P.S. Winter is here in Colorado…happy skiing 🙂

Monitoring Trip in Walden, CO

Phacelia formosula plant population in Walden, CO


Ericameria nauseosa was by far the most anticipated collections of the season (the seeds didn’t set until late October!).


Colorado Blue Bird

Colorado Blue Bird. I followed this bird in hopes to get a good photo (the last one I took was of him giving me a “go away” stare…so I did).



Aly and I collecting seeds at Pine Valley Ranch

Aly and I collecting seeds together at Pine Valley Ranch!


One of our last collections, you can see why. Snow on the ground can been seen looking through the aspen trees.

One of our last collections, you can see why. Snow on the ground can been seen just through the aspen trees.

Thanks again for the incredible experience,


Darnisha Coverson

BLM Colorado State Office

Farewell for Now, Modoc

My last week here on the Modoc has finally arrived.  When I first arrived in early May I had no idea I would end up spending over 7 and a half months here.  I have gained many experiences and learned much during my season working for the BLM in Alturas, California. Even though I was extended I still don’t feel I am ready to leave.

  I have spent these last few weeks working on a project I have found to be very exciting and fulfilling. During the summer I surveyed four different plots for several rare plants. The plots are located in Ash Valley, which is south on 395 near the town of Madeline. The plots are located in a range allotment and have data recorded dating back to 1985. The three rare plants I helped monitor for are Ivesia paniculata, Erigognum procidiuum, and Astragalus andersonii. In order to keep the data consistent, we used the same monitoring techniques that were also used back in the 1980’s. These techniques included pace/frequency transects with 50 hits and photo plots.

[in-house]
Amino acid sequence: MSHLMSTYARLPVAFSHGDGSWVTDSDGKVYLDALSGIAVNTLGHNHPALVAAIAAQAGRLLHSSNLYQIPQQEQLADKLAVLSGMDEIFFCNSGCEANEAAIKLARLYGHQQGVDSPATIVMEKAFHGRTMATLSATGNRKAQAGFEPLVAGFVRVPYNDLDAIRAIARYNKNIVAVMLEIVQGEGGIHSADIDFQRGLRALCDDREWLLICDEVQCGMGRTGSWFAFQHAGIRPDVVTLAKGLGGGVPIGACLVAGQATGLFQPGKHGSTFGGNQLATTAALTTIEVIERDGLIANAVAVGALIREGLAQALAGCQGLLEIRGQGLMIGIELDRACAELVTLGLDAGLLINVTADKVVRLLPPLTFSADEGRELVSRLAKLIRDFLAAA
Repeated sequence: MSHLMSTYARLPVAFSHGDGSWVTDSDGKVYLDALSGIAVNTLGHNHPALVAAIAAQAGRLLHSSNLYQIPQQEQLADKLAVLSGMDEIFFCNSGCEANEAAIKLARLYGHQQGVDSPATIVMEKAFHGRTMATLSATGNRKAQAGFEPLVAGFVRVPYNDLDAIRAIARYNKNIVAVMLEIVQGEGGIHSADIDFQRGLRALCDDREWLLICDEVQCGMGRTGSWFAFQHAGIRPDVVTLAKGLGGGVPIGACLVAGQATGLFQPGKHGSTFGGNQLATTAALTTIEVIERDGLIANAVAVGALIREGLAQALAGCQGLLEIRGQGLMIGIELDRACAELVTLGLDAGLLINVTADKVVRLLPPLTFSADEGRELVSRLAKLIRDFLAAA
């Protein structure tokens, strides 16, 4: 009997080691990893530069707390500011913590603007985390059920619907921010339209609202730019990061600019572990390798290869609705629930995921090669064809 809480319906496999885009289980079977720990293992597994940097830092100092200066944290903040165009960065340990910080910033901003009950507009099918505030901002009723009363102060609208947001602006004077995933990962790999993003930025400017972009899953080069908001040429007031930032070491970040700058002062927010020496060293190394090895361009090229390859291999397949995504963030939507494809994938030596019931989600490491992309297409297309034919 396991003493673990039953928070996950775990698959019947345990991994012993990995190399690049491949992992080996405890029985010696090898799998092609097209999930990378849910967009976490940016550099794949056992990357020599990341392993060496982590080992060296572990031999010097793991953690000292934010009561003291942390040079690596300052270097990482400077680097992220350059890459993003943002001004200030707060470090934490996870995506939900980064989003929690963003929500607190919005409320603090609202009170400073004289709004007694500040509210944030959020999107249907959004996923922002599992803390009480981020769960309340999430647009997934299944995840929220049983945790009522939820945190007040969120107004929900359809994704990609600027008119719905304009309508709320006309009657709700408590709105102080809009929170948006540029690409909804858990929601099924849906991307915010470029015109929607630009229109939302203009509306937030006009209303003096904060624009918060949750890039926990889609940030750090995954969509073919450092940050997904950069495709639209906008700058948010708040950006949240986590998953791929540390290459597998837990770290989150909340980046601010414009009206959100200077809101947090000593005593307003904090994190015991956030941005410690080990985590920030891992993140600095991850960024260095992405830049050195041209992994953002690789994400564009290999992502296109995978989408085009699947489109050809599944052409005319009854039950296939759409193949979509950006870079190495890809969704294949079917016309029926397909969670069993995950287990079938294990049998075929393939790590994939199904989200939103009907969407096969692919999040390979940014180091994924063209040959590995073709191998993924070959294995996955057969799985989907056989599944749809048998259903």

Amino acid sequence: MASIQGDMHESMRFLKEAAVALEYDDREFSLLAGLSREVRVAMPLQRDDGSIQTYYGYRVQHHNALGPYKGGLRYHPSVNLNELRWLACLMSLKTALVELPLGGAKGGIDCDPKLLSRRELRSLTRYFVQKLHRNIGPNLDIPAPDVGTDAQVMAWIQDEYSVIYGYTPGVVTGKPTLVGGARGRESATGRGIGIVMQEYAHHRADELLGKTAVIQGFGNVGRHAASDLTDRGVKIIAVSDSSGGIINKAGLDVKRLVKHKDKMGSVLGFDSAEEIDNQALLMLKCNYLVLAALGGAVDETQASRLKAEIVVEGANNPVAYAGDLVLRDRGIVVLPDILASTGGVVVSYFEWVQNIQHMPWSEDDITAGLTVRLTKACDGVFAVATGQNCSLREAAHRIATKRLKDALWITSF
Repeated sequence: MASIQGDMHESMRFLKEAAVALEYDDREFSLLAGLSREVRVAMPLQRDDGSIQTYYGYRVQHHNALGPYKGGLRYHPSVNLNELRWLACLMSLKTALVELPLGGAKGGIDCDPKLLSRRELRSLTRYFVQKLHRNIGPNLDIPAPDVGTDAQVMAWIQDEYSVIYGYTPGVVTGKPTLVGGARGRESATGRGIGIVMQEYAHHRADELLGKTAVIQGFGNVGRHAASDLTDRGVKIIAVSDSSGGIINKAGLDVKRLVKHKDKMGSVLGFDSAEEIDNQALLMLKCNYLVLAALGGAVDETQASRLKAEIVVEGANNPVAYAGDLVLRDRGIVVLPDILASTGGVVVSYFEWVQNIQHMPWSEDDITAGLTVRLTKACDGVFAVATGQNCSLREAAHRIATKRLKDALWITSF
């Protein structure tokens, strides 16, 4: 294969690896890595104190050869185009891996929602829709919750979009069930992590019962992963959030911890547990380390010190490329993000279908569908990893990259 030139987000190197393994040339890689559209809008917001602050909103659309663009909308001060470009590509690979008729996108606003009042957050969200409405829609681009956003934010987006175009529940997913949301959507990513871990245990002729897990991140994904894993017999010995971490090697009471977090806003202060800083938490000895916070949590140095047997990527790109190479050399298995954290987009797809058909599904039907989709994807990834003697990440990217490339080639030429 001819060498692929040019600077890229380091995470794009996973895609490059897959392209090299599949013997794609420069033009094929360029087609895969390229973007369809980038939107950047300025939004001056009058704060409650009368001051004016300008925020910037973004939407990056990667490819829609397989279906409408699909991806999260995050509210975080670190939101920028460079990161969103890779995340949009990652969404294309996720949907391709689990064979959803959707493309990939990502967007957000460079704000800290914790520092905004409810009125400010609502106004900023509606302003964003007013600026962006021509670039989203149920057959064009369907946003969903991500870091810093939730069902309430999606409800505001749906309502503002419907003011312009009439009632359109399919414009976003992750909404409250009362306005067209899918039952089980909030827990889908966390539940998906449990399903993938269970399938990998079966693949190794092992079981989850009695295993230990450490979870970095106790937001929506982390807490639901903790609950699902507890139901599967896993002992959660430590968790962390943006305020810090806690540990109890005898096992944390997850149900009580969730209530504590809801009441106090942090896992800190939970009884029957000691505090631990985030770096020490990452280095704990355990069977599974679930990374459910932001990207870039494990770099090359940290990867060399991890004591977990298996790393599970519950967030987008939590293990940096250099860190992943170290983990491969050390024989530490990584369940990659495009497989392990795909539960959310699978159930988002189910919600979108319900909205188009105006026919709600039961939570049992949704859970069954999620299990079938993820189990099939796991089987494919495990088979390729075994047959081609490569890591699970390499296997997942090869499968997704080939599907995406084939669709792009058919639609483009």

Ash Valley Pace Frequency plot



  When surveying these plots it was noticed there was quite a bit of soil pedestaling and erosion throughout the area. There looked to be heavy range use all around several of the plots.  After recording the data for 2012, during these last few weeks, it has been my job to add and calculate all the years of data based on percent of frequency, cover and composition per key species. I then took all of the results for each of the plots added them into excel and converted them into graphs.  When calculating the data I also included a non-rare native plant, Calyptridium umbellatum for comparison. Looking at the trends represented, there has been some definite downward trends of the rare plants in several of the plots.  The data and graphs I have compiled will be used later this year to assess this particular allotment and area range use/plan.

I have worked on portions of projects like this before, however I have never been able to play a major role from the monitoring of a site to the completion of the data results. I have always said I would rather be out in the field any day than behind a desk, but when I worked on this project I did not mind the hours in front of a computer screen. I am not ashamed to say I enjoyed it! I look forward to hearing the outcome of the assessment.  My boss informed me, funds permitting, he would like to try and hire me as a full time seasonal for the BLM next year. I would love to come back to continue to learn and improve the land I have begun to appreciate.     

It has been an incredible season with many adventures and learning experiences. I have been fortunate to watch all four seasons pass across Northeast California. From the late frosts in late spring to the much colder snow flurries of winter, here are some of my favorite pictures. ..


Fall colors at the Pit River Campground



On the way to one of our collection sites. Mt Shasta in the distance


Working this season through the Chicago Botanic Garden, Seeds of Success program and the BLM, I have come closer to realizing what I want to pursue as well as ignited a desire for engaging in this type of land management.  This Conservation and Land Management internship aided me to follow my passions and kindle new ones for this type of work and landscapes. Thank you for the awesome opportunity!